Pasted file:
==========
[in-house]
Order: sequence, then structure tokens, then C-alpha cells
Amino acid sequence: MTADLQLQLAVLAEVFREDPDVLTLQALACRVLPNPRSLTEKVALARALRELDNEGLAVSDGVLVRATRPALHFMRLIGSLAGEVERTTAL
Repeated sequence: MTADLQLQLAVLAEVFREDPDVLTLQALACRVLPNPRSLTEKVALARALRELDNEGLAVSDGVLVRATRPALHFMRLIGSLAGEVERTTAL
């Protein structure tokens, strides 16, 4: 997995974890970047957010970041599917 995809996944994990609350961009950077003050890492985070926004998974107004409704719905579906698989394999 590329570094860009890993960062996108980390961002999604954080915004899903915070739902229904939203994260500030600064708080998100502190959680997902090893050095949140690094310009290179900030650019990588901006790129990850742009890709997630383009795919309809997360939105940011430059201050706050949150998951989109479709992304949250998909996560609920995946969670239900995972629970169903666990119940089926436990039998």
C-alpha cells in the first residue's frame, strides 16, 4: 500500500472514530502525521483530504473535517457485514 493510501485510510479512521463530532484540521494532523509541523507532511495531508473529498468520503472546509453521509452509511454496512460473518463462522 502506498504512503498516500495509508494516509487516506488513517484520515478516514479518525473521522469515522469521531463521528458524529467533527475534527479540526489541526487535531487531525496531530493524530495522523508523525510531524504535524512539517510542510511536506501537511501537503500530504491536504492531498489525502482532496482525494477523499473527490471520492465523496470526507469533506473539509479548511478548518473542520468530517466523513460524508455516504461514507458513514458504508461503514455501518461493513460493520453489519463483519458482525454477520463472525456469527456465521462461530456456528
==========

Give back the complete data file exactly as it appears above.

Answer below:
[in-house]
Order: sequence, then structure tokens, then C-alpha cells
Amino acid sequence: MTADLQLQLAVLAEVFREDPDVLTLQALACRVLPNPRSLTEKVALARALRELDNEGLAVSDGVLVRATRPALHFMRLIGSLAGEVERTTAL
Repeated sequence: MTADLQLQLAVLAEVFREDPDVLTLQALACRVLPNPRSLTEKVALARALRELDNEGLAVSDGVLVRATRPALHFMRLIGSLAGEVERTTAL
């Protein structure tokens, strides 16, 4: 997995974890970047957010970041599917 995809996944994990609350961009950077003050890492985070926004998974107004409704719905579906698989394999 590329570094860009890993960062996108980390961002999604954080915004899903915070739902229904939203994260500030600064708080998100502190959680997902090893050095949140690094310009290179900030650019990588901006790129990850742009890709997630383009795919309809997360939105940011430059201050706050949150998951989109479709992304949250998909996560609920995946969670239900995972629970169903666990119940089926436990039998």
C-alpha cells in the first residue's frame, strides 16, 4: 500500500472514530502525521483530504473535517457485514 493510501485510510479512521463530532484540521494532523509541523507532511495531508473529498468520503472546509453521509452509511454496512460473518463462522 502506498504512503498516500495509508494516509487516506488513517484520515478516514479518525473521522469515522469521531463521528458524529467533527475534527479540526489541526487535531487531525496531530493524530495522523508523525510531524504535524512539517510542510511536506501537511501537503500530504491536504492531498489525502482532496482525494477523499473527490471520492465523496470526507469533506473539509479548511478548518473542520468530517466523513460524508455516504461514507458513514458504508461503514455501518461493513460493520453489519463483519458482525454477520463472525456469527456465521462461530456456528